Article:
There's no proof that a reclusive, 104-year-old heiress to a Montana copper fortune needs a court-appointed guardian, a judge said Thursday in rebuffing a request from relatives who fear her lawyer and accountant are manipulating the aged multimillionaire for their benefit.

The relatives are relying on "hearsay, conclusory and speculative assertions" that Huguette Clark is incapacitated, state Supreme Court Justice Laura Visitacion-Lewis wrote.

But the ruling isn't likely to silence the drumbeat of questions surrounding the status of Clark, who is worth an estimated half-billion dollars and has lived in hospitals for decades.

The Manhattan district attorney's office is looking into how Clark is being cared for and how her finances are being handled, people familiar with the probe have said, and the three family members who sought a guardian are vowing to help prosecutors investigate.

"We remain concerned about the safety and well-being of our great-aunt, and we are disappointed that the court did not see fit to appoint an unbiased, independent evaluator to examine her circumstances," they said through their lawyer, Thomas D. Goldberg.

Clark's lawyer, Wallace Bock, nor her accountant, Irving Kamsler, have not been charged with any crime. Both have denied doing anything untoward in their dealings with Clark.

"I am grateful the judge took the time to parse through the issue, and Mr. Bock hopes that at this juncture Ms. Clark will now be allowed to maintain her valued privacy," said his lawyer, Robert J. Anello. Kamsler's attorney, Elizabeth Crotty, urged Clark's relations to "respect Ms. Clark's wishes, which includes her privacy."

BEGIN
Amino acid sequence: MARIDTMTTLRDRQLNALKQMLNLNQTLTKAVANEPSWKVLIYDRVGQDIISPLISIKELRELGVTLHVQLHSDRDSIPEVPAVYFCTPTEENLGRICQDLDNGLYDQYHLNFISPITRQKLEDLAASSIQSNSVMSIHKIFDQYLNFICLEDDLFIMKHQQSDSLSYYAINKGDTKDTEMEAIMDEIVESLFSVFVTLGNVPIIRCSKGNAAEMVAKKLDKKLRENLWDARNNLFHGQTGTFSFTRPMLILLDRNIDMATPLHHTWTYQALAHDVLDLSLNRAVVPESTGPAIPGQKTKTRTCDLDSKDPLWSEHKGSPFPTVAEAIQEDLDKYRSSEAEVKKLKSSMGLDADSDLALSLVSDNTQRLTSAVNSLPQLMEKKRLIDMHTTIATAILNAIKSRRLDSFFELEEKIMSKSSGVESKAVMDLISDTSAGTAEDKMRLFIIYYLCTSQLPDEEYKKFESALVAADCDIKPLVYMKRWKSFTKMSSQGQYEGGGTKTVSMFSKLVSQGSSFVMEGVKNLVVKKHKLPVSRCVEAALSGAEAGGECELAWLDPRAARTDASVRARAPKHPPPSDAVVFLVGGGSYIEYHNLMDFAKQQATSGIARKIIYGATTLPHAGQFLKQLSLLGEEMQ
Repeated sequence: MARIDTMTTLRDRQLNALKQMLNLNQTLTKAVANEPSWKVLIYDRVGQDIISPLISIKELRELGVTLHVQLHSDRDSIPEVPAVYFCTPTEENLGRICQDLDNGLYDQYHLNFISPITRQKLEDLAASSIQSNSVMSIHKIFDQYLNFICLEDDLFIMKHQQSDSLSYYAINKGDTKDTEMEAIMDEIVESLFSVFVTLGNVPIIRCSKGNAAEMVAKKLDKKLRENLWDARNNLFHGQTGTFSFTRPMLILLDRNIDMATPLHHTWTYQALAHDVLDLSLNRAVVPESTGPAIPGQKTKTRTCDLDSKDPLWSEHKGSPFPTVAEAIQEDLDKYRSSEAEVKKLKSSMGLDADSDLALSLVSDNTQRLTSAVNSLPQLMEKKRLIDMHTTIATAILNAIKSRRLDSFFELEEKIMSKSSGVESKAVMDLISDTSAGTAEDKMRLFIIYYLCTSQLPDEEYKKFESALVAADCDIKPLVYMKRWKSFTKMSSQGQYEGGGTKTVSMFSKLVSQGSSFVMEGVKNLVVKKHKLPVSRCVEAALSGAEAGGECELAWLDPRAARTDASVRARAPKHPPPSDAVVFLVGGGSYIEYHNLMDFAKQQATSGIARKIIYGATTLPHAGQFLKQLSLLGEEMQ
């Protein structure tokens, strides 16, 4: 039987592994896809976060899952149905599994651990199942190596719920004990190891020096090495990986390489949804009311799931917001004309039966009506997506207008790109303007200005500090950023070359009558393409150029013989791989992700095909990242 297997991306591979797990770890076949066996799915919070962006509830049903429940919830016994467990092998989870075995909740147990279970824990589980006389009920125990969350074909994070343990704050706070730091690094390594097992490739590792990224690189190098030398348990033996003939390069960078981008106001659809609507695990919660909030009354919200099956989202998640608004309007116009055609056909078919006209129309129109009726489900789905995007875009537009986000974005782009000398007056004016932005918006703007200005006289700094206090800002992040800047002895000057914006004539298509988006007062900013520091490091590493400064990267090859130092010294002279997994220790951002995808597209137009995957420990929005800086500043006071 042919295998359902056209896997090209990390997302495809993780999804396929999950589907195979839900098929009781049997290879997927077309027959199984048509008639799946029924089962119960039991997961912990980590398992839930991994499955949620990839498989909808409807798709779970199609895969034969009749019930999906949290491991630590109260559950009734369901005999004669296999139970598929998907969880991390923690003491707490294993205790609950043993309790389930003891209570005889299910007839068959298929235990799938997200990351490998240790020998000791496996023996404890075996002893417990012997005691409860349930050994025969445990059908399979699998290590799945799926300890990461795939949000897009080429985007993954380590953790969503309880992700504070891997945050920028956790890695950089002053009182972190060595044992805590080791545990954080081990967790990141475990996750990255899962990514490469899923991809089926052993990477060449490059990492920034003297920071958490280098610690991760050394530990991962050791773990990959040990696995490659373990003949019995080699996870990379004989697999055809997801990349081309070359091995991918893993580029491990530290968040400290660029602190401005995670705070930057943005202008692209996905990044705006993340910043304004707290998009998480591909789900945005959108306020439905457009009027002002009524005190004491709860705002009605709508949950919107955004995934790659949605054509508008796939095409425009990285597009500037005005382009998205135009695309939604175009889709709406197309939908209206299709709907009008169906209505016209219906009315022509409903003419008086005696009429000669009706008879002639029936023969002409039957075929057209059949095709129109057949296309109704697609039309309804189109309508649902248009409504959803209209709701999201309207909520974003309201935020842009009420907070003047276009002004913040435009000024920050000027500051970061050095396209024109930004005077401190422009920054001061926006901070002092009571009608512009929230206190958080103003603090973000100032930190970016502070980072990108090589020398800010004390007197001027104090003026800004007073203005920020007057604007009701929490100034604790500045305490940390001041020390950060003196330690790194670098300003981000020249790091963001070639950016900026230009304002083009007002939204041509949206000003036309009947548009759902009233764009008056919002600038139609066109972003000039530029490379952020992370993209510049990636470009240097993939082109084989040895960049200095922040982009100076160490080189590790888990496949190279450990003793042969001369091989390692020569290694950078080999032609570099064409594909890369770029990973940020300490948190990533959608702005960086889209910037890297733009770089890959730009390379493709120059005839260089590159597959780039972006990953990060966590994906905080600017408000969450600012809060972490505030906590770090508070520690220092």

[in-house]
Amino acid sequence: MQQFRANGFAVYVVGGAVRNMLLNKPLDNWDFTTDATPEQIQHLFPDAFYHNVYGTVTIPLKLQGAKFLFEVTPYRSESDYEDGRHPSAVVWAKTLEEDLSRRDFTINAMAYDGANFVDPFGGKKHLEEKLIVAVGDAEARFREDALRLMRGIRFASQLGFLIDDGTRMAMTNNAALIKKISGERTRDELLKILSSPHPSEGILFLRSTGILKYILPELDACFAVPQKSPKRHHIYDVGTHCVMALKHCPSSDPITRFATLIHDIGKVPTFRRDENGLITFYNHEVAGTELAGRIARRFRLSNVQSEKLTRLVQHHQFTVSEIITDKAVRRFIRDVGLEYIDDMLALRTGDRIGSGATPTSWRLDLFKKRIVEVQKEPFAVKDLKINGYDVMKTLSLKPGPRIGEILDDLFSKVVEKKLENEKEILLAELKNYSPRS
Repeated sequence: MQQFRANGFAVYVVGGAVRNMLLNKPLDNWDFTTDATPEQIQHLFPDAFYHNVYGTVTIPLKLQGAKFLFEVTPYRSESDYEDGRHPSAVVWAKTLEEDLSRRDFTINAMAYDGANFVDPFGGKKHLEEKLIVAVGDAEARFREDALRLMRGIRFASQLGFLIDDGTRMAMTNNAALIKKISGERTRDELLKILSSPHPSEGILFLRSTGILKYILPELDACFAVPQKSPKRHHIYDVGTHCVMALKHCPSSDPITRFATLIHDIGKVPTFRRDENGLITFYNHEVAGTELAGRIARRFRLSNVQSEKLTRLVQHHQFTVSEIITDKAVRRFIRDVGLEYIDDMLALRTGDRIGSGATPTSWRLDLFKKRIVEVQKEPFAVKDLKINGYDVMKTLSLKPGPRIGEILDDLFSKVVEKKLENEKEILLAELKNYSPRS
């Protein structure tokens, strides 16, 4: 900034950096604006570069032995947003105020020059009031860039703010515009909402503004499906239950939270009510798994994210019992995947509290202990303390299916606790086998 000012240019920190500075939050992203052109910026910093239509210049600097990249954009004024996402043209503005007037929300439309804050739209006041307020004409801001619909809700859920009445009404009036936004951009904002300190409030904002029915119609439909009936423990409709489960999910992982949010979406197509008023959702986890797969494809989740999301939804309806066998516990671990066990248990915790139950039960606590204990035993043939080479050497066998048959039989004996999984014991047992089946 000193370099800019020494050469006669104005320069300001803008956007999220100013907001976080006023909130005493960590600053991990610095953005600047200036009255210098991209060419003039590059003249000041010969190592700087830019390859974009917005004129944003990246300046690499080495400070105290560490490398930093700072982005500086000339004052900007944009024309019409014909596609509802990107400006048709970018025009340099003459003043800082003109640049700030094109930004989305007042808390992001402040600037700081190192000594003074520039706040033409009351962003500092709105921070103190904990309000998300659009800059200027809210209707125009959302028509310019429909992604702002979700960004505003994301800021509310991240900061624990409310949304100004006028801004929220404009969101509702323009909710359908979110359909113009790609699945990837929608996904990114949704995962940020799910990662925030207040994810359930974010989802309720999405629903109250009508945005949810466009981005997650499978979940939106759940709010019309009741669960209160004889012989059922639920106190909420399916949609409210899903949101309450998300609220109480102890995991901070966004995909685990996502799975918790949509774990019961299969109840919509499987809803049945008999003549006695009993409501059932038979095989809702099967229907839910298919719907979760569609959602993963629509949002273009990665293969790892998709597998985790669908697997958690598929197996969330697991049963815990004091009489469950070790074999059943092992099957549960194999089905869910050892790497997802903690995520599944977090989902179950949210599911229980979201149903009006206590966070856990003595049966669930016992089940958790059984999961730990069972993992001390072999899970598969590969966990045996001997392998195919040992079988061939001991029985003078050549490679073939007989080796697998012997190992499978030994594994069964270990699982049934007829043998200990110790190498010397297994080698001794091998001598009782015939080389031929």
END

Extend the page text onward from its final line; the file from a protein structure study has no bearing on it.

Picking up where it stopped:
Clark's father, Sen. William A. Clark of Montana, was one of America's richest men in his day; he died in 1925. She has lived an increasingly solitary life since the 1960s, eventually abandoning her sprawling Fifth Avenue apartment for a hospital room in 1988. The childless heiress also owns mansions in Connecticut and California.

She is a great-aunt or great-great-aunt to the relatives who asked the court last week to appoint a guardian for her and to bar Bock and Kamsler from visiting her, presenting her any legal documents, signing anything on her behalf or selling any of her property.

Citing press reports and other information, the relatives accused the attorney and accountant of exercising "improper influence" over Clark, including by limiting family members' contact with her.

The relations — Ian Devine and Carla Hall Friedman of New York and Karine Albert McCall of Washington, D.C. — said she was at risk of "personal and financial harm" from Wallace and Bock.

Bock denied that in court papers, saying he had done nothing more than carry out a very private woman's wishes. Clark is getting assiduous care at a hospital, where she lives — and keeps to herself — by choice, he wrote.

"Ms. Clark has always been a strong-willed individual with firm convictions about how her life should be led and who should be privy to her affairs," he wrote, describing the relatives as "officious interlopers" who barely know her.